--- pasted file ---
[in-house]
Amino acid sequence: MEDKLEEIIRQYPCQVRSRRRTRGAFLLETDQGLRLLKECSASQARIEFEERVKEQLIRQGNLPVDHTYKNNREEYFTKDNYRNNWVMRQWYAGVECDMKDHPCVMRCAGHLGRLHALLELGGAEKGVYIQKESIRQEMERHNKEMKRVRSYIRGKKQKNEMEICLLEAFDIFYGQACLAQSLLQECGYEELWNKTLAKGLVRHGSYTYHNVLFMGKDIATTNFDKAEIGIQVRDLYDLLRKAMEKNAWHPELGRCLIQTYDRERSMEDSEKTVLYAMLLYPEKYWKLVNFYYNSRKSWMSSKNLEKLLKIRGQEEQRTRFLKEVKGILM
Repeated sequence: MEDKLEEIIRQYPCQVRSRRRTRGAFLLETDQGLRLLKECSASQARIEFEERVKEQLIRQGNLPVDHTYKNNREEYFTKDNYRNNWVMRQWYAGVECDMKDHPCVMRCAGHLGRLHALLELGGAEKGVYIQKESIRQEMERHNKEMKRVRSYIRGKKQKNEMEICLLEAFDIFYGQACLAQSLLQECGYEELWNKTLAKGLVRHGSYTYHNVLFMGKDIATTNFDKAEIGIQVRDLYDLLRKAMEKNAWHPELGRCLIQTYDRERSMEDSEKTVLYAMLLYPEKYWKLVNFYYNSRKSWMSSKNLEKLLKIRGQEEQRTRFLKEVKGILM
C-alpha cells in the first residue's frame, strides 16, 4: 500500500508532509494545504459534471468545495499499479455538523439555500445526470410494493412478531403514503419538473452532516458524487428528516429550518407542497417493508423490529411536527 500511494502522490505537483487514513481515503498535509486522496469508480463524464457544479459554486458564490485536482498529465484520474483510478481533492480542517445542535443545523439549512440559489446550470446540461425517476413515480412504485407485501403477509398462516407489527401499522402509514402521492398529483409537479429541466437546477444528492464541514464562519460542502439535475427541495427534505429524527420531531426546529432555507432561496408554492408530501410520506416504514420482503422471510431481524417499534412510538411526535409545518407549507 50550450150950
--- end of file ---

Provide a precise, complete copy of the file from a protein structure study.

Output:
[in-house]
Amino acid sequence: MEDKLEEIIRQYPCQVRSRRRTRGAFLLETDQGLRLLKECSASQARIEFEERVKEQLIRQGNLPVDHTYKNNREEYFTKDNYRNNWVMRQWYAGVECDMKDHPCVMRCAGHLGRLHALLELGGAEKGVYIQKESIRQEMERHNKEMKRVRSYIRGKKQKNEMEICLLEAFDIFYGQACLAQSLLQECGYEELWNKTLAKGLVRHGSYTYHNVLFMGKDIATTNFDKAEIGIQVRDLYDLLRKAMEKNAWHPELGRCLIQTYDRERSMEDSEKTVLYAMLLYPEKYWKLVNFYYNSRKSWMSSKNLEKLLKIRGQEEQRTRFLKEVKGILM
Repeated sequence: MEDKLEEIIRQYPCQVRSRRRTRGAFLLETDQGLRLLKECSASQARIEFEERVKEQLIRQGNLPVDHTYKNNREEYFTKDNYRNNWVMRQWYAGVECDMKDHPCVMRCAGHLGRLHALLELGGAEKGVYIQKESIRQEMERHNKEMKRVRSYIRGKKQKNEMEICLLEAFDIFYGQACLAQSLLQECGYEELWNKTLAKGLVRHGSYTYHNVLFMGKDIATTNFDKAEIGIQVRDLYDLLRKAMEKNAWHPELGRCLIQTYDRERSMEDSEKTVLYAMLLYPEKYWKLVNFYYNSRKSWMSSKNLEKLLKIRGQEEQRTRFLKEVKGILM
C-alpha cells in the first residue's frame, strides 16, 4: 500500500508532509494545504459534471468545495499499479455538523439555500445526470410494493412478531403514503419538473452532516458524487428528516429550518407542497417493508423490529411536527 500511494502522490505537483487514513481515503498535509486522496469508480463524464457544479459554486458564490485536482498529465484520474483510478481533492480542517445542535443545523439549512440559489446550470446540461425517476413515480412504485407485501403477509398462516407489527401499522402509514402521492398529483409537479429541466437546477444528492464541514464562519460542502439535475427541495427534505429524527420531531426546529432555507432561496408554492408530501410520506416504514420482503422471510431481524417499534412510538411526535409545518407549507 50550450150950